Saturday, March 29, 2014

Cerebus Reread - Volume 1 (Part 3)

 I had intended originally to do three of these. Part one was going to be first impressions, part two a more thorough in-depth analysis with spoilers, and part three a summary I could use in rewriting my Cerebus page when I redo my website, including finishing out the saga since “Guys” had just come out when I last updated that page (I think I first created it when “Reads” was just out and “Minds” was still coming out in comic book form).

However, I find myself still stuck in analysis mode. And this next piece is already longer than it should be and I’ve only gotten halfway through the book. Which is actually about right, because there is a major thematic change starting with Chapter 13 (“Black Magiking”) that relates directly to Dave Sim having his drug-induced vision in the midst of a “nervous breakdown” that gave him at least an outline of what the story would be. So this piece will only take us through Chapter 12, and we’ll start next time with the second “half” of the book (it’s a “half” because it’s slightly larger than the first half, not only because there are 13 chapters in issues 13-25 and only 12 in chapters 1-12, but the second “half” also includes “Silverspoon”).

To my mind, with chapter 5 we're really into the ongoing story that becomes the 300 issue saga that is "Cerebus." It starts out very much like the previous issues. It's an undetermined amount of time since Cerebus' encounter with Elrod, and he's joined a mercenary force, which we never see because Cerebus has gotten separated from them and the end of this story sees him deciding to leave the area altogether and travel to the city of Iest.

Indeed, it will be some time before Sim throws away the Conan parody altogether, but it's definitely a secondary element from here on, something to trot out to get laughs or to fall back on. He's already moving into deeper waters. In chapters 5-7, we get not one but two hints from wildly different sources about Cerebus' unique (well, at this point we *think* he's unique) importance in his world, plus we get introduced to a love interest that you can tell by the way she's introduced is due to return at some point.

It's very interesting to note, by the way, that up until now Cerebus has been apparently totally immune to the attraction of the female gender, and even with Jaka has to be drugged to be affected by her. It seems that either human females have no attraction and he'd need an aardvark mate to really feel anything (a possibility that, if it occurred to Sim at all, was obviously rejected along the way), he truly has no biological urges toward sex (which, as human as he seems despite his appearance, seems unlikely and also doesn't match his subsequent behavior), or something in his past has caused him to build a Spock-like wall surrounding his emotions. The evidence seems to point to that last possibility, and it's interesting that Dave Sim himself ended up decades later more-or-less advocating that approach, despite by then having allowed Cerebus to thaw his icy heart and let the gentler sex affect him after all. Although, to be sure, the consequences to Cerebus of letting women into his mind and heart were not exactly positive.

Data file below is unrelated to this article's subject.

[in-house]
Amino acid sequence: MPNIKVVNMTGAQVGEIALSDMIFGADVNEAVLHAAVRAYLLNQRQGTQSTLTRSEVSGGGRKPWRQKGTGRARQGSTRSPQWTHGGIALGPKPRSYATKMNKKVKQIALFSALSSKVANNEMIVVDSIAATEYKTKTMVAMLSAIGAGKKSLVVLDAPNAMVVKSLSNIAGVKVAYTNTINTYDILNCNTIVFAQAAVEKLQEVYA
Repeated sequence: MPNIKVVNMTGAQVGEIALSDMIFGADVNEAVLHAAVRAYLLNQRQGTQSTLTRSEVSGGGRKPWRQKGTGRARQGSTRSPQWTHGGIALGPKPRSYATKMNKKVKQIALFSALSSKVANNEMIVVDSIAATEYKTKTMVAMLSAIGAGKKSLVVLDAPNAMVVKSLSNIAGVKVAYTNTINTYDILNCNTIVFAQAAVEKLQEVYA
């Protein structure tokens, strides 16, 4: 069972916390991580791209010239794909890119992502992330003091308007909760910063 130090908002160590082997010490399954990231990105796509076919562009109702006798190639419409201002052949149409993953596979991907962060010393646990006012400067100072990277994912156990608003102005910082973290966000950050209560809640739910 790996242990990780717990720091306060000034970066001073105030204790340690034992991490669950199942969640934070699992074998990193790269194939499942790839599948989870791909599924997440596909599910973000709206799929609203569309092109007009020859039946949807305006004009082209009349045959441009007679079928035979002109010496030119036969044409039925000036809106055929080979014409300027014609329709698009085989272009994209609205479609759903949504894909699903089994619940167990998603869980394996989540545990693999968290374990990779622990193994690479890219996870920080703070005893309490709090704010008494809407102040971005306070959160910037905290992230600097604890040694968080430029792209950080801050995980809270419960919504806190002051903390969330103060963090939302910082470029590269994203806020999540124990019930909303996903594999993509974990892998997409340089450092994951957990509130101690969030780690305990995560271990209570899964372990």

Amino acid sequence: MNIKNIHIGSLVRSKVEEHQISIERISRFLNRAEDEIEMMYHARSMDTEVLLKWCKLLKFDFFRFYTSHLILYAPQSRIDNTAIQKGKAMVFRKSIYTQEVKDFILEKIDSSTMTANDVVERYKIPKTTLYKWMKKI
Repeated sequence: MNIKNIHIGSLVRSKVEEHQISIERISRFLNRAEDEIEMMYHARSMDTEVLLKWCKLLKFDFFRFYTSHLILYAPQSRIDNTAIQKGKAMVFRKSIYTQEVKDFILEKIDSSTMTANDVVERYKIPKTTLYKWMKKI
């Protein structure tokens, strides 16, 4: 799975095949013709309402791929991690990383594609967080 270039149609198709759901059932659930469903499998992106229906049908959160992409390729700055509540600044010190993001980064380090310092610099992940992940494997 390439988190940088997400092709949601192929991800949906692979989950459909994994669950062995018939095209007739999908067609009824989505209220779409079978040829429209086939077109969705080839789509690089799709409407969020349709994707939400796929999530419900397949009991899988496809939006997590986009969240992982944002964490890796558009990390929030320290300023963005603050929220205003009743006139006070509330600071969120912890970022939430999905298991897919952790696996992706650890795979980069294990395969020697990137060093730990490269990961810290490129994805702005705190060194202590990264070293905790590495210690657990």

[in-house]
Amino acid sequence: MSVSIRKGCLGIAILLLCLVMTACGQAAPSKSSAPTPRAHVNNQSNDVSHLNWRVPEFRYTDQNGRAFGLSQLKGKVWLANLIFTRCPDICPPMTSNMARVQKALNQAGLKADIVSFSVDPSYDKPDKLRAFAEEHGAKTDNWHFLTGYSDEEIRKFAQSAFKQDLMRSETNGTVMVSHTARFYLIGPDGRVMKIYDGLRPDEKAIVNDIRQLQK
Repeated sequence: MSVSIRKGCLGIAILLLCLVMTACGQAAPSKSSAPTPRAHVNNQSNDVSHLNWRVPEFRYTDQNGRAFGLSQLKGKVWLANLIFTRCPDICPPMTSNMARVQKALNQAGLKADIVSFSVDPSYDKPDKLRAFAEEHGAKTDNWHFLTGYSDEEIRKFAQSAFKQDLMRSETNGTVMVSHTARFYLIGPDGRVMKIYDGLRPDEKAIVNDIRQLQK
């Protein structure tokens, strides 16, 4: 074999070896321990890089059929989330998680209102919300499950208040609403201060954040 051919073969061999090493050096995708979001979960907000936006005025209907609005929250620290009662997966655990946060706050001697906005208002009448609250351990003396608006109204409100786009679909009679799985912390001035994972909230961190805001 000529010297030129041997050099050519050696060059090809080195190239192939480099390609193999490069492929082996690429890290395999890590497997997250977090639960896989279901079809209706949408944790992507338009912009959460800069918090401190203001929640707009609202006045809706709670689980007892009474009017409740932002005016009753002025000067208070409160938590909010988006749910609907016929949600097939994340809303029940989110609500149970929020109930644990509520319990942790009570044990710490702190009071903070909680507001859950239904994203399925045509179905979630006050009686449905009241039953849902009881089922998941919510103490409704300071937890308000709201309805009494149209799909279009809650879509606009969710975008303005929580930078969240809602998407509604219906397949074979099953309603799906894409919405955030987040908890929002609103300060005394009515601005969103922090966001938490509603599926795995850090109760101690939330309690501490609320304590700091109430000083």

Be that as it may, if it wasn't obvious at the end of "The Secret" that we'd be seeing Jaka again, her name at the bottom of a letter to her uncle, Lord Julius, as Cerebus rides away from Iest at the end of "A Night at the Masque" certainly sealed the deal, even though we still wouldn't see her until the middle of the next book.

"The Idol" establishes that Cerebus is not totally unique in his world, and that at some point someone or something that looked just like him was worshipped as a god. That point is reinforced in "Black Sun Rising" - and it's significant that Cerebus has these two experiences within weeks, perhaps even within days of each other, with his first meeting with Jaka (while drugged, which he won't remember for some time) in between.

Then Sim headed off on a tangent. His stay with the Conniptins is obviously not part of any long term storyline (although he did manage to use them again, despite apparently killing them off in "Swords Against Imesh" - (apparently K'Cor didn't do as thorough a job of poisoning the wells around Imesh as he thought).

I'm not sure, but I think at this point Sim had a kind of loose structure in mind, something like "Lone Wolf & Cub" (which he probably wasn't familiar with) or "The X-Files" (which wouldn't premiere for a decade and a half), where you would have some stories that were episodic stand-alone incidents and some that contributed directly toward the development of the overall storyline. If that was his plan, he changed his mind by the time he finished this book, because there really isn't anything like a stand-alone episode from the start of "High Society" to the end of the saga.

The Conniptins, K'Cor and the return of Red Sophia are all fairly episodic, and arguably as separated from each other and from the overall storyline as the first four stories, but there is a significant difference - after slaughtering four men in a hallucinatory frenzy brought on by giant spider venom and fever, Cerebus doesn't really *act* like a barbarian any more. To be sure, he does have a couple of sword fights in Imesh, against Lord Koghem and K'Cor himself, but in the first he uses his wits more than his strength to defeat his opponent, and against K'Cor he is actually overmatched, and K'Cor's abandonment of the fight is one of the biggest flaws, narratively speaking, in the whole saga. The explanation he gives explains nothing - even if it were true (which it apparently is not), it would have been just as true before he agreed to the duel as it was at the point he cut if off, and while Cerebus was perhaps not as easy to defeat as he expected and he had sustained a wound, in his armor against an exhausted Cerebus it was only a matter of time before he would have defeated him.

Personally, I think Sim just wrote himself into a corner here and came up with K'Cor's lame reasoning because the only other outcome possible at that point was to kill off his title character and start a new book, and he'd already decided he wanted to do this book for a long time. He may even have already been thinking about 26 years.